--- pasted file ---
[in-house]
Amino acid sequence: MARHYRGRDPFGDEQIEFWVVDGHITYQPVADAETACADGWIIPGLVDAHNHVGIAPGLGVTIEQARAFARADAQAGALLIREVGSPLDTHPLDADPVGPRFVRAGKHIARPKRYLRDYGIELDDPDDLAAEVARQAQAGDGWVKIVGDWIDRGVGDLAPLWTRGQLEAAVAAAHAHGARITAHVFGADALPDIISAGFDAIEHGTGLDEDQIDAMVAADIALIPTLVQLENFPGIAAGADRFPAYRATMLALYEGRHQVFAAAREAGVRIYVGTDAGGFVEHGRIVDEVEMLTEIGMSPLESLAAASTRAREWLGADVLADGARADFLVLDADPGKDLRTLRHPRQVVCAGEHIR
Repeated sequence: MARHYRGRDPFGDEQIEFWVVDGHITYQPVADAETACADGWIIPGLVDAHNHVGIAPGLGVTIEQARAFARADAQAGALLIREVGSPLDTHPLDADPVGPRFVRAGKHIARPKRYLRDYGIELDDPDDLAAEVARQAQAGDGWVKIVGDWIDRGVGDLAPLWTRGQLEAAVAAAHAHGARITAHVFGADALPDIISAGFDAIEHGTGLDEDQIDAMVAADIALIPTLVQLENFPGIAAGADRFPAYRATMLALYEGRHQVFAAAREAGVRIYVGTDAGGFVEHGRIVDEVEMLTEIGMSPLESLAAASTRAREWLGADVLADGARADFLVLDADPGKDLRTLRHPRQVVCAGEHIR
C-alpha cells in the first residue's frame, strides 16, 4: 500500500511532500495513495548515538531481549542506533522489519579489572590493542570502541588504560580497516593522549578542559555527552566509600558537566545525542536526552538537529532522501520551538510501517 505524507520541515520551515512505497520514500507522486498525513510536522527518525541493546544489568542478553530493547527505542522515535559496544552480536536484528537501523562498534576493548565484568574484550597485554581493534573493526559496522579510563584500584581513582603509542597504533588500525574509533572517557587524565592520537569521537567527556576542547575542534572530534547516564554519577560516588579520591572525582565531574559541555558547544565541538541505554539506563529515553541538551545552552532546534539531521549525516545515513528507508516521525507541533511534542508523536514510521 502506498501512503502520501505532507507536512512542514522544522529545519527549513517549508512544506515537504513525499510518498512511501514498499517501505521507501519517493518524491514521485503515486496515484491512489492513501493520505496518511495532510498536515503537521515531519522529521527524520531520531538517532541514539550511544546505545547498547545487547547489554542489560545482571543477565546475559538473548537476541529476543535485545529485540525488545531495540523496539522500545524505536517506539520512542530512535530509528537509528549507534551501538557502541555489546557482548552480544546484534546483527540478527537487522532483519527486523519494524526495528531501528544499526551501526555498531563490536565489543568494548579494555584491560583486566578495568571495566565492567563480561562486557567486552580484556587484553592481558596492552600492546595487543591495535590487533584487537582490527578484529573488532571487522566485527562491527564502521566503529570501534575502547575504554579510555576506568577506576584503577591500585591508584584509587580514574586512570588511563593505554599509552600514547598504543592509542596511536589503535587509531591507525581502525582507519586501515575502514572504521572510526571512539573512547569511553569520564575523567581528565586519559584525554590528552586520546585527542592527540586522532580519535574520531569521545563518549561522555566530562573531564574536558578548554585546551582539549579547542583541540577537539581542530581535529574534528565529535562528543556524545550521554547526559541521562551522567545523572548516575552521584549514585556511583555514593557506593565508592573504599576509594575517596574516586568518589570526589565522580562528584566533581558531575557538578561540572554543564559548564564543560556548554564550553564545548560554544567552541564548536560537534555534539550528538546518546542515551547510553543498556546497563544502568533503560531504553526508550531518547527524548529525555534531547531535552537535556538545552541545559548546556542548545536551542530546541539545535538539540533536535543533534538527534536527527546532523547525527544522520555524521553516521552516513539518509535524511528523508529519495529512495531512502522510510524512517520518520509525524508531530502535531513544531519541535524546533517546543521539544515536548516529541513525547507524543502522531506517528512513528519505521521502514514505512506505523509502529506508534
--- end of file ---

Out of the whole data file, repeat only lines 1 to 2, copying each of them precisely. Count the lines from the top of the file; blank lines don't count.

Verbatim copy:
[in-house]
Amino acid sequence: MARHYRGRDPFGDEQIEFWVVDGHITYQPVADAETACADGWIIPGLVDAHNHVGIAPGLGVTIEQARAFARADAQAGALLIREVGSPLDTHPLDADPVGPRFVRAGKHIARPKRYLRDYGIELDDPDDLAAEVARQAQAGDGWVKIVGDWIDRGVGDLAPLWTRGQLEAAVAAAHAHGARITAHVFGADALPDIISAGFDAIEHGTGLDEDQIDAMVAADIALIPTLVQLENFPGIAAGADRFPAYRATMLALYEGRHQVFAAAREAGVRIYVGTDAGGFVEHGRIVDEVEMLTEIGMSPLESLAAASTRAREWLGADVLADGARADFLVLDADPGKDLRTLRHPRQVVCAGEHIR